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Topic: Sickle cell anemia


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  What Is Sickle Cell Anemia?
Sickle cell anemia is a serious disease in which the body makes abnormally shaped red blood cells.
Sickle cell anemia is an inherited (genetic) disorder.
Anemia is the term for having a shortage of red blood cells in your blood.
www.nhlbi.nih.gov /health/dci/Diseases/Sca/SCA_WhatIs.html   (415 words)

  
 Sickle Cell Anemia
Sickle cell disease is an inherited blood disorder characterized by defective hemoglobin.
Sickle cell hemoglobin molecules are stiff and form into the shape of a sickle or a scythe.
Sickle cell disease is an inherited disease caused by a genetic mutation.
www.umm.edu /blood/sickle.htm   (1687 words)

  
 Sickle Cell Anemia
Sickle cell anemia is an inherited blood disorder, characterized primarily by chronic anemia and periodic episodes of pain.
Studies show that in areas where malaria was a problem, children who inherited one sickle hemoglobin gene--and who, therefore, carried the sickle cell trait--had a survival advantage: unlike the children who had normal hemoglobin genes, they survived the malaria epidemics; they grew up, had their own children, and passed on the gene for sickle hemoglobin.
Sickle cell anemia patients with severe chest or back pain that prevents them from breathing deeply may be able to avoid potentially serious lung complications associated with acute chest syndrome by using an incentive spirometer.
www.fbhc.org /Patients/Modules/sicklecell.cfm   (2696 words)

  
 Sickle cell disease - Genetics Home Reference
Sickle cell disease is a group of disorders that affects hemoglobin, the molecule in red blood cells that delivers oxygen to cells throughout the body.
Mutations in the HBB gene cause sickle cell disease.
In people with sickle cell disease, at least one of the beta hemoglobin subunits in hemoglobin is replaced with hemoglobin S. In sickle cell anemia, which is a common form of sickle cell disease, hemoglobin S replaces both beta hemoglobin subunits in hemoglobin.
ghr.nlm.nih.gov /condition=sicklecellanemia   (947 words)

  
 TUTORIAL: Sickle-cell Anemia
Sickle cell anemia is a disease in which the patient's red blood cells have an abnormal shape much like that of a sickle.
The sickle cell anemia mutation is in the beta chain of hemoglobin.
So people who had two sickle cell hemoglobin genes died of sickle cell anemia, and people who two normal genes died of malaria, but those with one of each gene lived to pass on the sickle cell hemoglobin gene to their children.
www.bioquest.org /bioinformatics/module/tutorials/Sickle_Cell_Anemia   (3266 words)

  
 Sickle Cell Anemia
sickle cell disease sickle cell disease or sickle cell anemia,inherited disorder of the blood in which the oxygen-carrying hemoglobin pigment in erythrocytes (red blood cells) is abnormal.
Sickle Cell Disease: When an individual has only hemoglobin S and no hemoglobin A, then he or she has sickle cell disease.
If you and your partner both have sickle cell trait there is a 25% chance of the child having normal hemoglobin, a 50% chance of the child having the sickle cell trait, and a 25% of having sickle cell disease.
www.uni.edu /darrow/frames/bio/sickle.html   (2061 words)

  
 Sickle Cell Anemia
Sickle cell anemia is an inherited blood disorder that causes red blood cells to be abnormally shaped.
Sickle cell anemia is cause by a genetic change in hemoglobin, the oxygen-carrying protein inside the red blood cells.
Symptoms of sickle cell anemia include paleness of skin as the anemia worsens, especially on the insides of eyelids, under fingernails and in the creases of the palm of the hand.
www.hmc.psu.edu /healthinfo/s/sicklecell.htm   (547 words)

  
 What is Sickle Cell Disease
Sickle cell disease is an inherited blood disorder that affects red blood cells.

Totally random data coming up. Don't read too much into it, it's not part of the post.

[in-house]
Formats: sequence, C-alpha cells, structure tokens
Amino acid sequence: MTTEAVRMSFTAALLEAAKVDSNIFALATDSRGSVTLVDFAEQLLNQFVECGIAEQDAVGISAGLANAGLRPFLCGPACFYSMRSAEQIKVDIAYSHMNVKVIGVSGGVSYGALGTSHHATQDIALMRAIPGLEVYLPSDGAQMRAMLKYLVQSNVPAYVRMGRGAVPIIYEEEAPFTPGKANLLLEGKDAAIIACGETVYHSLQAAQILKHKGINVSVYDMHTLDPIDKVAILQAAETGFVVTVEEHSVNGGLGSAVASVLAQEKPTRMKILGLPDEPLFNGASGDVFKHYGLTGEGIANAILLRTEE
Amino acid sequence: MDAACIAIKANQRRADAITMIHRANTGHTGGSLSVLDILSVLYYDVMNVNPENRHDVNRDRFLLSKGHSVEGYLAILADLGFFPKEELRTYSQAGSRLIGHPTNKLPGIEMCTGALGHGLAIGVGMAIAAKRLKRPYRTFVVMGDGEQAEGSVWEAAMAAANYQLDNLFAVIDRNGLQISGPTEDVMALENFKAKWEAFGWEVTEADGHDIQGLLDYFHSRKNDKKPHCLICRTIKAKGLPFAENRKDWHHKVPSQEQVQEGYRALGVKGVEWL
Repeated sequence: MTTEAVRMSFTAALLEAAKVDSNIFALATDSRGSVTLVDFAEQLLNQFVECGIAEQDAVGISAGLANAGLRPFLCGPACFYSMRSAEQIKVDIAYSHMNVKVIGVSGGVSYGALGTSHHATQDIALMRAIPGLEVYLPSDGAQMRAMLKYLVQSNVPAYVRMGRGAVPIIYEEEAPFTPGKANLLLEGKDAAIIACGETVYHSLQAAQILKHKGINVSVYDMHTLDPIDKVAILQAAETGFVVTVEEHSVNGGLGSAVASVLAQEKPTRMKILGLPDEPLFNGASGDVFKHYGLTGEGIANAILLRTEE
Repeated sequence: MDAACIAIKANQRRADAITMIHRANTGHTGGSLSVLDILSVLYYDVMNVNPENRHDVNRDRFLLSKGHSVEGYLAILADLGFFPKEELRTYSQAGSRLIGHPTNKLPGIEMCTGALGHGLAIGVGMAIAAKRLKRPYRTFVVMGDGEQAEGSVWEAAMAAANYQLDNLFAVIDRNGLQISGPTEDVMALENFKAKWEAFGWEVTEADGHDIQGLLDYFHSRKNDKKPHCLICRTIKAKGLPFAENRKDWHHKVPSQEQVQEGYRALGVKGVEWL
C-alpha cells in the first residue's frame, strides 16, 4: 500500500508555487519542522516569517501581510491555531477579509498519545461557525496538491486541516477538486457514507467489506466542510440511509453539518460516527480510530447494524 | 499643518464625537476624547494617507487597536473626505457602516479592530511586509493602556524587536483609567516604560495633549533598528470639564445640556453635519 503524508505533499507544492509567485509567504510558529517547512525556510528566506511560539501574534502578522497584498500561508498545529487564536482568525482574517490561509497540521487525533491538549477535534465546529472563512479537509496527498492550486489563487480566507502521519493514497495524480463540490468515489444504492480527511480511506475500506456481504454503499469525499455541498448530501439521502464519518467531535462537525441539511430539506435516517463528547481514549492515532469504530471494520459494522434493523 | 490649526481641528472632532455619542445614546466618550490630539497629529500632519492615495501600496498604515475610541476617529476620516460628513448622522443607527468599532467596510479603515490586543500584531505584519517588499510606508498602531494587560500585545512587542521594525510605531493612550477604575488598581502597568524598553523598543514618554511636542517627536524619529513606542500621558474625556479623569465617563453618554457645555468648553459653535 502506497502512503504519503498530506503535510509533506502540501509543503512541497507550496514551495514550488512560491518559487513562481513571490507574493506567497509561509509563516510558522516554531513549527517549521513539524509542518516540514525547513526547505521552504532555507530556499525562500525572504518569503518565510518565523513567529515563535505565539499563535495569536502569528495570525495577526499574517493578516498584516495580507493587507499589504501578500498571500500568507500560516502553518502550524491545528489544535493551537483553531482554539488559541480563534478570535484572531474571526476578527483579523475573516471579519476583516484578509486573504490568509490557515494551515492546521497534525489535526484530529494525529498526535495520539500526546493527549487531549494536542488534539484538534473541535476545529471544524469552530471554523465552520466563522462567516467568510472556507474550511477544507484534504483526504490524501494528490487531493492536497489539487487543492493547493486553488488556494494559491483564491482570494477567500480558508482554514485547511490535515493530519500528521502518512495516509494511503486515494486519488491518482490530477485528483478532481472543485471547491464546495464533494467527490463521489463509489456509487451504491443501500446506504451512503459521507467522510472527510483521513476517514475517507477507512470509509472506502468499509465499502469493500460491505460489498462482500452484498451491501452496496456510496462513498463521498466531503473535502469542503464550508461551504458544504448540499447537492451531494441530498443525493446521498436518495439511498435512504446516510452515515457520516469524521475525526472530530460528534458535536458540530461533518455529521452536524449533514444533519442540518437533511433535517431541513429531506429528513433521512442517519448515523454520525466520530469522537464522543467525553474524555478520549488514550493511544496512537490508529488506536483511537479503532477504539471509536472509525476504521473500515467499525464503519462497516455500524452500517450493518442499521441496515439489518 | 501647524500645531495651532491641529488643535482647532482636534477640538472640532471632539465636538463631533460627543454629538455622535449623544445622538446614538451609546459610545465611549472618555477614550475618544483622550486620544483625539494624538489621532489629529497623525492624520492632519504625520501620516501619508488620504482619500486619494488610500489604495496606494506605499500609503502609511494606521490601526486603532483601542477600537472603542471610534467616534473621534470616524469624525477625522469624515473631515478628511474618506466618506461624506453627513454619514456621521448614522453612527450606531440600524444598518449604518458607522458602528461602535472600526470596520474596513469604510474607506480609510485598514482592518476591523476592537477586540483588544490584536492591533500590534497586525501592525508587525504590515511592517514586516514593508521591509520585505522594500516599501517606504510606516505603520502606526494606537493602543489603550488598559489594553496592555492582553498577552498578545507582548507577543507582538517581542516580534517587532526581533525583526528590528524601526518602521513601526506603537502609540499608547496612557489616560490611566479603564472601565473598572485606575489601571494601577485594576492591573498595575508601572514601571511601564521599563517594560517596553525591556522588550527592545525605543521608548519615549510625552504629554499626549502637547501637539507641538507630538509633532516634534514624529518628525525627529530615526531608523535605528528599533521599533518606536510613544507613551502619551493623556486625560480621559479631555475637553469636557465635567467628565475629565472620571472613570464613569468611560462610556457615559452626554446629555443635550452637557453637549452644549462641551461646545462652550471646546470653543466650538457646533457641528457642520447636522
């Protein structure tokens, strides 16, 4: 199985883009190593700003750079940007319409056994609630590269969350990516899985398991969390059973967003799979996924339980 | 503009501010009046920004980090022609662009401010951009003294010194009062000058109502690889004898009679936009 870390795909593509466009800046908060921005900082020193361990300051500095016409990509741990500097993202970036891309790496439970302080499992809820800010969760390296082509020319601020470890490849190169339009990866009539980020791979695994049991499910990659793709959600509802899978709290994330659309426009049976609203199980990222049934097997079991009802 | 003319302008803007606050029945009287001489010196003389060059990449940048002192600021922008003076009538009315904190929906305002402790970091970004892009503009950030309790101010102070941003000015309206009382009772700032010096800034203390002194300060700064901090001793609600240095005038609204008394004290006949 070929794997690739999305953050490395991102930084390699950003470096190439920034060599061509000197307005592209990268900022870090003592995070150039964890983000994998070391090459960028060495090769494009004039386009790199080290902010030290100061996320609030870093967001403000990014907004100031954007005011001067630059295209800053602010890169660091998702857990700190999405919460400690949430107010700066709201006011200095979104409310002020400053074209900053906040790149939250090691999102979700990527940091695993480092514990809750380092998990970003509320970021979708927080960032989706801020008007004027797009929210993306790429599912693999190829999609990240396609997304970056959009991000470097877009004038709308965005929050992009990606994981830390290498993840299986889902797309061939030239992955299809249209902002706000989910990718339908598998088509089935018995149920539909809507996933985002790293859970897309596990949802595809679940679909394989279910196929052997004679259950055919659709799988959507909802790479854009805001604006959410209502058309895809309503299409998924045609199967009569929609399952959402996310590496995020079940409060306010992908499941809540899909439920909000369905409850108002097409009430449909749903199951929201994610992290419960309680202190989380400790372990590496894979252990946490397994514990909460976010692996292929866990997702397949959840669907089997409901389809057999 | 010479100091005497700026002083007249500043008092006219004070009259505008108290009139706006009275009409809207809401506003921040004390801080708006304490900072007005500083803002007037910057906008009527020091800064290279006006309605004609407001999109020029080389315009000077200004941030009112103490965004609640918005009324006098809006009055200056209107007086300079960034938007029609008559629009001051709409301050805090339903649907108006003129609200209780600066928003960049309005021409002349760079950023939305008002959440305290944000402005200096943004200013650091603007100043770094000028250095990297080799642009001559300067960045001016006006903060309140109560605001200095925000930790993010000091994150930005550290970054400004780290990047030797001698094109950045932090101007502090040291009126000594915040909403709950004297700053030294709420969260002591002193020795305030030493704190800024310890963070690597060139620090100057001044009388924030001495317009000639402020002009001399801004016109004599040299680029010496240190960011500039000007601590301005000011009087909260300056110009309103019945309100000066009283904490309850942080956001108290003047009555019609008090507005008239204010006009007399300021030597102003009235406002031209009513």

Sickle Cell trait (AS) is an inherited condition in which both hemoglobin A and S are produced in the red blood cells, always more A than S. Sickle cell trait is not a type of sickle cell disease.
Sickle cells are destroyed rapidly in the body of people with the disease causing anemia, jaundice and the formation of gallstones.
www.sicklecelldisease.org /about_scd/index.phtml   (924 words)

  
 Sickle-cell disease - Wikipedia, the free encyclopedia
Sickle-cell anemia is caused by a missense mutation in the β-globin chain of hemoglobin, replacing the amino acid glutamic acid with the less polar amino acid valine at the sixth position of the β chain.
The allele responsible for sickle cell anemia is autosomal recessive.
Sickle cell anemia is caused by a recessive allele.
en.wikipedia.org /wiki/Sickle_cell_anemia   (2904 words)

  
 Sickle Cell Disease
Sickle cell disease is an inherited disorder of the red blood cells characterized by abnormally shaped red cells.
Symptoms of sickle cell disease vary and range from mild to severe, and symptoms may be less severe or different in children who have inherited a sickle cell gene from one parent and a different abnormal hemoglobin gene from the other.
Infection used to cause many deaths in infants with sickle cell disease, but thanks to penicillin and appropriate immunizations, children with sickle cell disease are much more likely to live longer, healthier lives.
kidshealth.org /parent/medical/heart/sickle_cell_anemia.html   (1510 words)

  
 How Does Sickle Cell Cause Disease?
Sickle cell disease is a blood condition seen most commonly in people of African ancestry and in the tribal peoples of India.
Therefore, the inheritance of sickle cell disease depends totally on the genes of the parents.
Sickle cell disease is determined at conception, when a person acquires his/her genes from the parents.
sickle.bwh.harvard.edu /scd_background.html   (1588 words)

  
 AllRefer Health - Sickle Cell Anemia (Anemia - Sickle Cell, Hemoglobin SS Disease (Hb SS), Sickle Cell Disease)
Sickle cell anemia is an inherited disease in which the red blood cells, normally disc-shaped, become crescent shaped.
Sickle cell anemia is caused by an abnormal type of hemoglobin (oxygen carrying molecule) called hemoglobin S. It is inherited as an autosomal recessive trait -- that is, it occurs in someone who has inherited hemoglobin S from both parents.
Sickle cell anemia may become life-threatening when damaged red blood cells break down (hemolytic crisis), when the spleen enlarges and traps the blood cells (splenic sequestration crisis), or when a certain type of infection causes the bone marrow to stop producing red blood cells (aplastic crisis).
health.allrefer.com /health/sickle-cell-anemia-info.html   (712 words)

  
 TUTORIAL: Sickle-cell Anemia